Security and Privacy Debated After Photo Hack

04 September, 2014

Welcome to American Mosaic from VOA Learning English. I'm Caty Weaver.

What do actor Jennifer Lawrence, singer Ariana Grande and model Kate Upton have in common? Of course they are all beautiful, successful women in the public eye. But this week they also have something less desirable in common. The three were among 100 famous females to have compromising, private photographs seized from their computer devices. The world found out when the pictures were posted and re-posted on the Internet.

Security and Privacy Debated After Photo Hack
Ariana Grande at the Teen Choice Awards 2014 in Los Angeles, California

The Federal Bureau of Investigation -- the F.B.I. -- is trying to learn who stole the photos and how. There may be more than one computer hacker involved. What is known is that Apple devices were targeted.

The company's stock value fell by four percent Wednesday. That is about $26 billion in money terms.

Actor Jennifer Lawrence at a movie premier in May 2014

Many experts have blamed security weakness in Apple's iCloud for the cyber attacks. Apple says its investigation so far shows no major violation of any of its systems. It says the hacking resulted from targeted attacks on user names and passwords.

Most of the photographs leaked onto the web show the famous victims with no clothes on, or wearing only a few clothes. The story has raised the expected questions about privacy and security. Many entertainment reporters have criticized the people who posted the photos.

But others in the business say the criticism is unfair. They argue that entertainment publications buy and release similar photos all the time. Howard Kurtz is a media reporter with Fox News. He noted that the website Huffington Post expressed anger about the posted pictures. But Mr. Kurtz pointed out that the Huffington Post itself contains a division of its website for the posting of compromising photos of famous women.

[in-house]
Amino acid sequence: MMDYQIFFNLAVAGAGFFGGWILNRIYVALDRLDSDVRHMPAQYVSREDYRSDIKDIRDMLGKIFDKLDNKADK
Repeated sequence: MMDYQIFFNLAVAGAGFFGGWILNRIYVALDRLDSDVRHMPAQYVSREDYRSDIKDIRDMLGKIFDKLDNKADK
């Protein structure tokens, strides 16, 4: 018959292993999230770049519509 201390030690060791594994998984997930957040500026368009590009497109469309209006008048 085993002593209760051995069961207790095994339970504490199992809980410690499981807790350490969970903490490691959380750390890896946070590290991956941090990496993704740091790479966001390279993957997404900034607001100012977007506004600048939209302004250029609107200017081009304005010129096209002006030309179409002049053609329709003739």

Kate Upton in Munich earlier this year

The hacking of so many stars' computer devices did help one group of people. Several television talk show leaders, or hosts, made funny comments about the situation. Conan O'Brien opened his program with a piece about the new iPhone release expected next week. He said the new device will have "a larger screen, more memory, and it can leak celebrity photos twice as fast.

I'm Caty Weaver.


Words in the News

in the public eye – well known; famous

hacker – n. a person who illegally gains access to and sometimes tampers with information in a computer system

cyber – ad. of, relating to, or involving computers or computer networks

host – n. one that receives or entertains guests socially, commercially, or officially